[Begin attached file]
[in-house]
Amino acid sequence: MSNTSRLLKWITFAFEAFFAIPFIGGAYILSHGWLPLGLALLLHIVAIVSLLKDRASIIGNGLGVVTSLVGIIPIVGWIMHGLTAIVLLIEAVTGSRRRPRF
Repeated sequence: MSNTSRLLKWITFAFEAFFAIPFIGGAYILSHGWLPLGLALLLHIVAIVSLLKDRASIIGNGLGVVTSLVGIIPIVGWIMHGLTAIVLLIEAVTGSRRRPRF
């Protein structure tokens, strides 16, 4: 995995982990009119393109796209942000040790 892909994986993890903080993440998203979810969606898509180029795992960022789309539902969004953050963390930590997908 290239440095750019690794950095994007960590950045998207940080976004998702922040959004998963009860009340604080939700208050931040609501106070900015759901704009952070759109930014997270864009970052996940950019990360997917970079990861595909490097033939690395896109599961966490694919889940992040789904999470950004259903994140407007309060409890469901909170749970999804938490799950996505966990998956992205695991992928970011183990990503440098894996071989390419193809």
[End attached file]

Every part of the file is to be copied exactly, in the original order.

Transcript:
[in-house]
Amino acid sequence: MSNTSRLLKWITFAFEAFFAIPFIGGAYILSHGWLPLGLALLLHIVAIVSLLKDRASIIGNGLGVVTSLVGIIPIVGWIMHGLTAIVLLIEAVTGSRRRPRF
Repeated sequence: MSNTSRLLKWITFAFEAFFAIPFIGGAYILSHGWLPLGLALLLHIVAIVSLLKDRASIIGNGLGVVTSLVGIIPIVGWIMHGLTAIVLLIEAVTGSRRRPRF
């Protein structure tokens, strides 16, 4: 995995982990009119393109796209942000040790 892909994986993890903080993440998203979810969606898509180029795992960022789309539902969004953050963390930590997908 290239440095750019690794950095994007960590950045998207940080976004998702922040959004998963009860009340604080939700208050931040609501106070900015759901704009952070759109930014997270864009970052996940950019990360997917970079990861595909490097033939690395896109599961966490694919889940992040789904999470950004259903994140407007309060409890469901909170749970999804938490799950996505966990998956992205695991992928970011183990990503440098894996071989390419193809």